Background: The prognostic value of single-photon emission computed-tomography (SPECT)-myocardial perfusion imaging (MPI) is well documented. However, the utility of SPECT-MPI when performed at a low-volume primary care physician's (PCP's) office is unknown. Methods: We conducted a prospective cohort study of consecutive patients referred by their PCP to undergo a stress-MPI at the PCP's office using a mobile laboratory. Major adverse cardiovascular events (MACE) of death, myocardial infarction (MI), and coronary revascularization were prospectively tabulated using mail and telephone interviews, chart review, and social security death index. Results: One thousand three hundred ninety subjects [mean age 58 ± 13 years; 44% women] were followed for 27 ± 9 months, with a 99% complete follow-up rate. Subjects with abnormal MPI [174 (12.5%)] had significantly higher rates of all-cause mortality [5.2% vs 1.0%, P <.001], death, or MI [5.7% vs 1.5%, P =.001], and the composite of death, MI, or late revascularization (>60 days post-MPI) [12.6 vs 2.7%, P <.001]. Overall MACE risk was associated with the total perfusion abnormality burden, while the revascularization rate was related to the reversible perfusion abnormality burden. Conclusion: Contemporary SPECT-MPI performed in the setting of a PCP's office carries a robust prognostic value, similar to that reported in tertiary or large-volume practice settings.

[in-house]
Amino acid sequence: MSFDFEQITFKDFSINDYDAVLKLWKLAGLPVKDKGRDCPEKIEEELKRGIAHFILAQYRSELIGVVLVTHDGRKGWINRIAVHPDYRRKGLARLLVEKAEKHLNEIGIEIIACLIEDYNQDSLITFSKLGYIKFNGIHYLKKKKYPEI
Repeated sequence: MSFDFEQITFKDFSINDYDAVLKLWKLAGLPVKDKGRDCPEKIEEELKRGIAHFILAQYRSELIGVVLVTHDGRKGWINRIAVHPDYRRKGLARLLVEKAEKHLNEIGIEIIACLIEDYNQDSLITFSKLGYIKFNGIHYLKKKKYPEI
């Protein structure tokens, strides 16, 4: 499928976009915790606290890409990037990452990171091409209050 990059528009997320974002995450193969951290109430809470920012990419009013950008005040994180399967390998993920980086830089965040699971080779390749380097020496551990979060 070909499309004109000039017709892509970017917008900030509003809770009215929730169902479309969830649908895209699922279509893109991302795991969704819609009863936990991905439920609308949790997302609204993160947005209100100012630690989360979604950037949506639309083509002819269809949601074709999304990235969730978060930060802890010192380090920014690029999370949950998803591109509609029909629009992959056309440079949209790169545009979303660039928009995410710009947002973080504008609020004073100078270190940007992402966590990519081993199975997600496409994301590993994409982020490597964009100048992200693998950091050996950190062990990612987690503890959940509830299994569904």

- myocardial perfusion imaging (MPI)
- primary care physician (PCP)
ASJC Scopus subject areas
- Cardiology and Cardiovascular Medicine
- Radiology Nuclear Medicine and imaging